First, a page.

On giving audiences the stories they crave and then receiving backlash for doing so: At this point I accept it as the cost of doing business. The reality is part of what's shocking and offending people that I think they're not aware of is that these stories are so rarely told that they are uncomfortable seeing them because they know that there are rules being broken. This is not business as usual and maybe they shouldn't be looking at this. ... I'm going there, I'm living there. What's also funny is that, after the fact, these things that are so shocking or accepted as "Well, of course," so that's happened pretty consistently over my career.
On maintaining positive business relationships: Business relationships are just that. I just feel like we're in a very tough business, we're in a very dynamic business, and it's really important to treat your partners well. And I just don't mean individual creators, I also mean, you know, make sure I have a good relationship with Marvel; to make sure I have a good relationship with Universal; to make sure I have a great relationship with DC; have a great relationship with a record company. These are all people -- obviously we know corporations are all people now. [Laughs] The bigger thing is like, these are individuals who bet on you, who committed to you, who put a certain amount of risk on saying, 'This person is good person.' You have to respect that. We may not agree with decisions that everybody makes, but you have to say, "Well, you know that worked well together and how do we maintain that?" That was one of the great benefits of being an executive, because I'm been a writer, a producer, a director -- I've had different jobs. To be on the other side of the desk and to say, "Oh, these are the relationships that are great. These are the relationships that are not great," so now when I'm back I remember that worldview that I developed being an executive and I try to be the best guy on the other side of the desk.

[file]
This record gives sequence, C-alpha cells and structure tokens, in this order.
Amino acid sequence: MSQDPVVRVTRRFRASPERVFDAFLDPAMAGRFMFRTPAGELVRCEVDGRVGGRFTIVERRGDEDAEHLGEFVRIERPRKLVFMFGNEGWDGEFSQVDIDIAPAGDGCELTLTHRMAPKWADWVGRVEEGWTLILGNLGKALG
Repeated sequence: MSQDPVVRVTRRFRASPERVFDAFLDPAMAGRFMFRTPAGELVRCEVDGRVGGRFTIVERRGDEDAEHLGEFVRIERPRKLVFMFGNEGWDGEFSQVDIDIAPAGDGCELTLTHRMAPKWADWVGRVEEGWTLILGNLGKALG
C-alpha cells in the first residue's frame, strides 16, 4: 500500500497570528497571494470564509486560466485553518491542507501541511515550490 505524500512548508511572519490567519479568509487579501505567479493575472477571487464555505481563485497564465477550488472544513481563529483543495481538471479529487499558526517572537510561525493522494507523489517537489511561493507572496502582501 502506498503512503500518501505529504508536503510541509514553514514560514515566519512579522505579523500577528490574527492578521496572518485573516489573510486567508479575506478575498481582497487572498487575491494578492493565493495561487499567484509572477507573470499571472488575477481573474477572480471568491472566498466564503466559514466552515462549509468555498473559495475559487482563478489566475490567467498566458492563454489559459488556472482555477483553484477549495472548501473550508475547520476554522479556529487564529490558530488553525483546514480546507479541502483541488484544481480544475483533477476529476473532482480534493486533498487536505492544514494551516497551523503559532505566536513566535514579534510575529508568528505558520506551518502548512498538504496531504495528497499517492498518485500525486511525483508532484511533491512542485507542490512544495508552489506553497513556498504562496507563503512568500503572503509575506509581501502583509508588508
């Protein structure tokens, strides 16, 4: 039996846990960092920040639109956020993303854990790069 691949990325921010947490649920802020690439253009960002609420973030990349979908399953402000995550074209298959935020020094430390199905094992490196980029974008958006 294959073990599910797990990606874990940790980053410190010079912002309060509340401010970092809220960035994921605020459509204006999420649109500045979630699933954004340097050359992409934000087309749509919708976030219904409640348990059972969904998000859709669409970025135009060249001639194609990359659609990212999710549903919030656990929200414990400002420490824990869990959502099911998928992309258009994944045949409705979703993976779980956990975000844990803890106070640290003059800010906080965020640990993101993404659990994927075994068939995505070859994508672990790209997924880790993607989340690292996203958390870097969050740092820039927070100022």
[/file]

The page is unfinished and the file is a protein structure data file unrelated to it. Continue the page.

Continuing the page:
On how a Black Western became a bona fide hit despite the odds stacked against it: When you present a really good movies that happens to not have happened this year, people love it because it's an exciting story. So again, these false conclusions have nothing to do with reality. "Django Unchained," which -- talk about two questionable genres. You have a Black movie and a Western. Cut to us making a half a billion dollars worldwide. Okay? So Western movies don't travel, Black movies don't travel, but somehow this Black Western made money all over the world. Now, of course someone can say, "Well, here's all the reasons why that worked," butt he bottom line is, yeah, it was a good movie with talented people and it made a lot of money, so let's make another one of those. Don't act like, "That one's some crazy accident!" How many exceptional circumstances does it take before something is an actual trend.